A Midwinter Poem

AS WE MOVE TOWARD the close of this year, we must refocus our priorities. Here is an anchor passage for us as we end one year and begin another:

Let us hold tightly without wavering to the hope we affirm, for God can be trusted to keep his promise. Let us think of ways to motivate one another to acts of love and good works.

HEBREWS 10:23–24

By entering this poem, you may feel the temperature drop a degree or two. But even more, I hope it will stimulate you to reach beyond the bounds of your territory to serve others. It's called "At the Winter Feeder,"1 by John Leax, who has served for over three decades on the faculty at Houghton College:

His feather flame doused dull

by icy cold,

the cardinal hunched

into the rough, green feeder

but ate no seed.


Through binoculars I saw

festered and useless

his beak, broken

at the root.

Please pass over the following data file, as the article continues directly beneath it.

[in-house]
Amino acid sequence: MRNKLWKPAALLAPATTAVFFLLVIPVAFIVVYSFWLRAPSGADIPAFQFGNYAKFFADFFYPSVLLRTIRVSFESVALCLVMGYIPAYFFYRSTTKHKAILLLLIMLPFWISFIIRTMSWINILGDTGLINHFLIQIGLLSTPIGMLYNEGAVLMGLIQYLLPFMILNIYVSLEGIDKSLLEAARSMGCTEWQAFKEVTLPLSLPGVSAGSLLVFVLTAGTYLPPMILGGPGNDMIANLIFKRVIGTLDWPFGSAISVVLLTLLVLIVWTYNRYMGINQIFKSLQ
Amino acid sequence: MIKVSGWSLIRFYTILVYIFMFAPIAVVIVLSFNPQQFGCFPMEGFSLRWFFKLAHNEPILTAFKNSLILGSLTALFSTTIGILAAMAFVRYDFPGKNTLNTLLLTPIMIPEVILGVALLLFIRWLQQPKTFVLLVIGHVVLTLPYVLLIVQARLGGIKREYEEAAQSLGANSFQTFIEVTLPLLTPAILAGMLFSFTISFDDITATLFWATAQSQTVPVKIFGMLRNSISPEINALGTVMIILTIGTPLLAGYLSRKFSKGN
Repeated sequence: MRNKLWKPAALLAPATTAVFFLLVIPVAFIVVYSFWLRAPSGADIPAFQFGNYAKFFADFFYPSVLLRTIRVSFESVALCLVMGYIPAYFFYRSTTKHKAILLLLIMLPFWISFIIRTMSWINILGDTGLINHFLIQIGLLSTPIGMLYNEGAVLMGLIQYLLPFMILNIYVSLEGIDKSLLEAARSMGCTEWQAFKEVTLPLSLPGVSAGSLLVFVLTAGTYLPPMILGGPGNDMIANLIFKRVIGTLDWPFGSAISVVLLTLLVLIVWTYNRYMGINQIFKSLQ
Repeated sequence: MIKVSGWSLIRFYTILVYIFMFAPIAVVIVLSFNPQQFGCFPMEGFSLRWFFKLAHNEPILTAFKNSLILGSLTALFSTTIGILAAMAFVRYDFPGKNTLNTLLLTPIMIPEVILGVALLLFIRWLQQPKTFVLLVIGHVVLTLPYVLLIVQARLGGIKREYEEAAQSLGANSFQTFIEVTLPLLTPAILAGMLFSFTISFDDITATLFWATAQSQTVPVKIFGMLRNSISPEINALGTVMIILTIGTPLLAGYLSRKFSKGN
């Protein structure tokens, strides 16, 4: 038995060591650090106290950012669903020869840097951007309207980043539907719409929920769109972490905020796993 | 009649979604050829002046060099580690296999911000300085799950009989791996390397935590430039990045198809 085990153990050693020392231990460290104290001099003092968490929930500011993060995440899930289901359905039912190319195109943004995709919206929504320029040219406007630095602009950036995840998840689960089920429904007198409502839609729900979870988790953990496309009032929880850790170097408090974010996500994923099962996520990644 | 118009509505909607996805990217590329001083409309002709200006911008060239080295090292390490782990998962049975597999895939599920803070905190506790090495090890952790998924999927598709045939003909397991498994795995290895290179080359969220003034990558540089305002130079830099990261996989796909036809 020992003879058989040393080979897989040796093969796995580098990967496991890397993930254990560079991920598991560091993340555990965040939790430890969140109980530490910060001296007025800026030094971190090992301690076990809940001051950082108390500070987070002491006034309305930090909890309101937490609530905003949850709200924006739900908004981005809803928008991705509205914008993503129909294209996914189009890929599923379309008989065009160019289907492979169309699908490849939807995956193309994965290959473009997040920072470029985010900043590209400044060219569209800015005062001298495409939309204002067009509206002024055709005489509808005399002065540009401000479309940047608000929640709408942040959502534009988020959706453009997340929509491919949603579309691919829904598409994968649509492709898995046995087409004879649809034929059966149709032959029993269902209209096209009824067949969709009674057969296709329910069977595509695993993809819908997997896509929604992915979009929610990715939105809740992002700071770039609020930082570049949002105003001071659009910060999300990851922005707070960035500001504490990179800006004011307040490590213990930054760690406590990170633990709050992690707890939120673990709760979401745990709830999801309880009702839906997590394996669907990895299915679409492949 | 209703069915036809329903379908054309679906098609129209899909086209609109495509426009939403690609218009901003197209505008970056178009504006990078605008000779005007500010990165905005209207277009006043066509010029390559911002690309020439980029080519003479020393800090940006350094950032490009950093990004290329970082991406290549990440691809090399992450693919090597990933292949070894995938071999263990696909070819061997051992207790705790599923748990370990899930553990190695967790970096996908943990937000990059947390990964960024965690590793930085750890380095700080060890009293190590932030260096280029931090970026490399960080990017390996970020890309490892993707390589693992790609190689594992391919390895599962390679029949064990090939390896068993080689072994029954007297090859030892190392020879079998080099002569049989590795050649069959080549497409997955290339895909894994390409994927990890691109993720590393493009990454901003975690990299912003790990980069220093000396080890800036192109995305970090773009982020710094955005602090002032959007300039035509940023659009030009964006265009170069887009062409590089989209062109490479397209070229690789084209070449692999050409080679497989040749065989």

Then two: one blazing, one gray,

rode the swirling weather

into my vision

and lighted at his side.


Unhurried, as if possessing

the patience of God,

they cracked sunflowers

and fed him

beak to wounded beak

choice meats.


Each morning and afternoon

the winter long,

that odd triumvirate,

that trinity of need,

returned and ate

their sacrament

of broken seed.

If birds had souls, I have no doubt that cardinal would, yield to the God of his friends. Attractive adjectives plus unselfish verbs equal faith in the Noun of truth. It's an axiom that holds true at the winter bird feeder. Let's make certain it holds true in our lives, too.

  1. Used by permission of the author.

Devotional content taken from Good Morning, Lord . . . Can We Talk? by Charles R. Swindoll. Copyright © 2018. Used by permission of Tyndale House Publishers, a division of Tyndale House Ministries. All rights reserved. The full devotional can be purchased at tyndale.com.

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